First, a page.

Its All About Bloggers and Dollars

In a time where bloggers and writers have to moonlight because the pay is well…erm…less than what we’d like it to be, Yelp has decided to give back some digital love where it’s deserved.  I’m not sure of the exact model, but I know that when Yelp launched in Vancouver, they hired at least a few writers each month–writers who demonstrated expert knowledge in their neighbourhoods– and paid them.  Yes!

The Yelp “scouts” were contracted for a maximum of two months, working a maximum of 20 hours a week.   They had to post 30 reviews with photos and could bill for “site clean up,”–filling in extra details about a business, adding more photos or correcting non-scout reviewers’ mistakes– up to an additional 10 hours a week.  For someone with a full time job that needs extra money to burn, this would be an ideal gig.  For Yelp, they get at least 120 new blog posts or reviews per month.  You do the math.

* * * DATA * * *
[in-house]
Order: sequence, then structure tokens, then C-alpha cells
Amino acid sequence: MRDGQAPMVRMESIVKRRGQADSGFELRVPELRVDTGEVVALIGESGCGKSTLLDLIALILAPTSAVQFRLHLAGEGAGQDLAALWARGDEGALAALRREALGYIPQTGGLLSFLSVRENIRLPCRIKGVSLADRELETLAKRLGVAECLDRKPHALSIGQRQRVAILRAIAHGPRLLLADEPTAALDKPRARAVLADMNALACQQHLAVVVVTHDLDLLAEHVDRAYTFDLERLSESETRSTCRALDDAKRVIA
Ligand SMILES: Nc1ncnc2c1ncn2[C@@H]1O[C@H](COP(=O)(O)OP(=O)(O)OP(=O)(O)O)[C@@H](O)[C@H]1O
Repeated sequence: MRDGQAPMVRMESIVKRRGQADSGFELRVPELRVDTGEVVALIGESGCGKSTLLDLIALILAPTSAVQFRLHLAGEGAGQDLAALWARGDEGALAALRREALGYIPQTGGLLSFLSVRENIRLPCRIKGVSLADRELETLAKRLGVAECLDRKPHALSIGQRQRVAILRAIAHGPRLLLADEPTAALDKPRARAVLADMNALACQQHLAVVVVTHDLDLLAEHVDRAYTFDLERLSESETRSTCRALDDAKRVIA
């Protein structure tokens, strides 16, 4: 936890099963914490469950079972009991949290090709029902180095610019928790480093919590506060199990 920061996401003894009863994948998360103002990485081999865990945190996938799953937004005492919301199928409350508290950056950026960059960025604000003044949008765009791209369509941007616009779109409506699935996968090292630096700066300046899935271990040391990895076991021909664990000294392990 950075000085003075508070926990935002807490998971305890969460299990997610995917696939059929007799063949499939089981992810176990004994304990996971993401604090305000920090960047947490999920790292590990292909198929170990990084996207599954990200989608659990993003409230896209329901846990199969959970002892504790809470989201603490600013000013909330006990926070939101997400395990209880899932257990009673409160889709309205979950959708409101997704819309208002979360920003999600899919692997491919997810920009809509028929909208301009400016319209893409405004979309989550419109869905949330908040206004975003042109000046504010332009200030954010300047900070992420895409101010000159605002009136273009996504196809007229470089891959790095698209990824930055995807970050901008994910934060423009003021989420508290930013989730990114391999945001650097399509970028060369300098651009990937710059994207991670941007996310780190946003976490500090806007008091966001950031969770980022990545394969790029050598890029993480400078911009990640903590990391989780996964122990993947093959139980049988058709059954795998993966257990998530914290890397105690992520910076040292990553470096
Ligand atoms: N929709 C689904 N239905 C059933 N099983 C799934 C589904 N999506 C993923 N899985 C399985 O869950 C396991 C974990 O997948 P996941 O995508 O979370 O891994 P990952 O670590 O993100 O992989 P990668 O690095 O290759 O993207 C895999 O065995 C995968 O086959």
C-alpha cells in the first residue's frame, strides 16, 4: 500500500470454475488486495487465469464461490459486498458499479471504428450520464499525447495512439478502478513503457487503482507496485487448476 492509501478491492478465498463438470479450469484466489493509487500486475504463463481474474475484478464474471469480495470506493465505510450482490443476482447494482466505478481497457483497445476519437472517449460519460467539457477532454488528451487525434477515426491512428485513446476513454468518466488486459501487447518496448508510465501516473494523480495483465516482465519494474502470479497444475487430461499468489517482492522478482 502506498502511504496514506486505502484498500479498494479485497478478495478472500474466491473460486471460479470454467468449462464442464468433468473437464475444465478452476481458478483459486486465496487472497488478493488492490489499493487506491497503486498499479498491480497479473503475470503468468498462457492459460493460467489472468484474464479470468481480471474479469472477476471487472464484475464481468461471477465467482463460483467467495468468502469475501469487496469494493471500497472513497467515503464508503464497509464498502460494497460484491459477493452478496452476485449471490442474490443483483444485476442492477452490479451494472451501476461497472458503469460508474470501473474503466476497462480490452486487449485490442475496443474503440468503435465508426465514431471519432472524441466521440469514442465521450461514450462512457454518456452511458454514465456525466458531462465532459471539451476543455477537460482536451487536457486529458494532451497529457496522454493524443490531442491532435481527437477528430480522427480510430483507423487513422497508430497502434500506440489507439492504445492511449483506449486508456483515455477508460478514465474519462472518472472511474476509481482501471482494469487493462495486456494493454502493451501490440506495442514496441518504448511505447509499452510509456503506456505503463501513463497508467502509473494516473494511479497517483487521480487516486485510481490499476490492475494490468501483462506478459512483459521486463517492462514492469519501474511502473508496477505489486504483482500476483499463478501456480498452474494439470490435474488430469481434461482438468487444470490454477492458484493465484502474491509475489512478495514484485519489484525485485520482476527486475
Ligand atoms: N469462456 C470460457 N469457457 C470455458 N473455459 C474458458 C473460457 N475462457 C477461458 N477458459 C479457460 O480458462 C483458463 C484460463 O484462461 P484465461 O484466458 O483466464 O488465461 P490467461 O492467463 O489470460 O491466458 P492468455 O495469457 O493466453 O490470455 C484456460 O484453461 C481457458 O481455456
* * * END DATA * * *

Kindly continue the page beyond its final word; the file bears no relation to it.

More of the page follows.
So why don’t more start ups choose this option? I’m not sure.  Overall, I see the benefits of paying contract workers, bloggers, writers, whatever..people who spend time making the business profitable (who are motivated, fresh in ideas and eager to perform) far outweighing the financial burdens of a few thousand dollars a month the company has to absorb.  And it’s crucial in the early stages to get content and get people talking about the business.   Time is money, even if it’s a nominal amount.

Check out this funny post I found on Gizmodo.  A San Francisco pizza joint has has decided to print the worst Yelp reviews on their staff uniforms.